So, Drejaj is being paid for a job he is not able to do but no one can explain whether Garretson had the right to have him fired in the first place. Nor has counsel for the township returned calls requesting the township’s official’s position in this matter.
Still in question is whether Elizabeth Councilwoman Patricia Perkins-Auguste, hired by Garretson as the acting personnel director, had the right to fire Drejaj.
LocalSource obtained several official letters on township letterhead regarding this issue, but both are conflicting. For instance, while Drejaj received a letter on Jan. 14 from Perkins-Auguste informing him that he was being removed from his position as the DPW general supervisor, the following day he received a letter from Burgess indicating otherwise.
“Please be advised that this individual does not have the authority to act in an official capacity on behalf of Hillside Township, but is a councilwoman in the city of Elizabeth and member of Mayor Garretson’s transition team,” Burgess noted, pointing out that on Jan. 14 the township council adopted a resolution instructing Perkins-Auguste to “cease and desist” her actions as acting personnel director.
“I ask you to disregard the January 14 letter from Pat Perkins-Auguste and to address any questions you might have about her communication to me,” said the township attorney that has been the legal advisor for more than seven years.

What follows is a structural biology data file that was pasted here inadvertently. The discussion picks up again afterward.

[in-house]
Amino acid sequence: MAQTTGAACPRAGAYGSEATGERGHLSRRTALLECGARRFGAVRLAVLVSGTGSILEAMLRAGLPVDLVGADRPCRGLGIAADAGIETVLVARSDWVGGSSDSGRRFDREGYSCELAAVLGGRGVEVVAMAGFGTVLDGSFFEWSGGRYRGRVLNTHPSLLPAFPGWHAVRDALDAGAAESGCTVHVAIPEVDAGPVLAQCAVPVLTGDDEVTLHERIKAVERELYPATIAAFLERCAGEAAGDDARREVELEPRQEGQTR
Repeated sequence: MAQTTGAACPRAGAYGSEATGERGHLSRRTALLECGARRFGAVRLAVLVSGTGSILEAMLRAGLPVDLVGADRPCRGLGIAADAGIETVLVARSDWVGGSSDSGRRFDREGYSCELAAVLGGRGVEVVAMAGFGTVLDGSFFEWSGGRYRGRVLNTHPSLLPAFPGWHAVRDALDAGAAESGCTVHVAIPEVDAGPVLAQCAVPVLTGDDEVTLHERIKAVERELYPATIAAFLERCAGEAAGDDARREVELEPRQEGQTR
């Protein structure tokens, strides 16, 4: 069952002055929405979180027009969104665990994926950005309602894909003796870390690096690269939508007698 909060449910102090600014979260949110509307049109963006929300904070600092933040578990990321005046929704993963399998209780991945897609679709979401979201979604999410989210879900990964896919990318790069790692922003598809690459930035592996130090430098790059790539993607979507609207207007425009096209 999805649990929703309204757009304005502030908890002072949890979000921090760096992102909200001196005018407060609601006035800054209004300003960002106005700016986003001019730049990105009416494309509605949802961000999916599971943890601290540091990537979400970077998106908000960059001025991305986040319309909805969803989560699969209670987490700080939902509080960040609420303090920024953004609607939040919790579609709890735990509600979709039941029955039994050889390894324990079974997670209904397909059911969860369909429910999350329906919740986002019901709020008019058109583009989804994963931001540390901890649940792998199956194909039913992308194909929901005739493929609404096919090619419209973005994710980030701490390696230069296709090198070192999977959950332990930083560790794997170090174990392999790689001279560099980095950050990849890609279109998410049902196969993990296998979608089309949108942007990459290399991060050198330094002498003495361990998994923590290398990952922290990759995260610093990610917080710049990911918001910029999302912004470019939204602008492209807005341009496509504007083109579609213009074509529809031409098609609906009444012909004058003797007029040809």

Drejaj received another letter the same day he received the letter from Burgess, but it was from Garretson.
This letter informed him in writing that he had been removed from the DPW as the general supervisor on Jan. 14 and his employment with the township was concluded in full force and effective on that date “as per my directive.” The mayor also confirmed that all municipal issued property had been returned by the former DPW general supervisor.
Meanwhile, a number of Hillside township employees contacted LocalSource in the last two weeks to say they were concerned about what was taking place in town hall.
Specifically they noted the new mayor had taken the building “by storm” and were apprehensive about who would be next on the “chopping block.”
According to one employee on Jan. 7, Garretson “ordered” every DPW employee, including the office staff, to attend a meeting in the mayor’s office at 9 a.m.
“This left no employees to take calls in the department for about an hour,” the employee reported, noting even the four mechanics servicing police, fire and DPW vehicles were called to the meeting. This left no one in the garage to service these vehicles, they stressed.
At the meeting, employees said, Garretson told each employee to state their job title and add any remarks they would like about the position they held. After every employee spoke, the mayor introduced two residents and asked them to speak about the service they receive from the DPW.
“The residents said they were very unsatisfied with the service they received from our department. The streets were filthy and DPW employees stand around doing nothing,” said one employee who feared reprisal if their name was used.
The employee said Garretson blamed all the employees for how residents felt, pointing out that the offices of the mayor and her secretary were “absolutely filthy.”
“The mayor blamed every employee at the meeting for this,” said another employee, who said nothing like that had ever occurred as long as he had been there.
Garretson was called multiple times but did not respond by press time.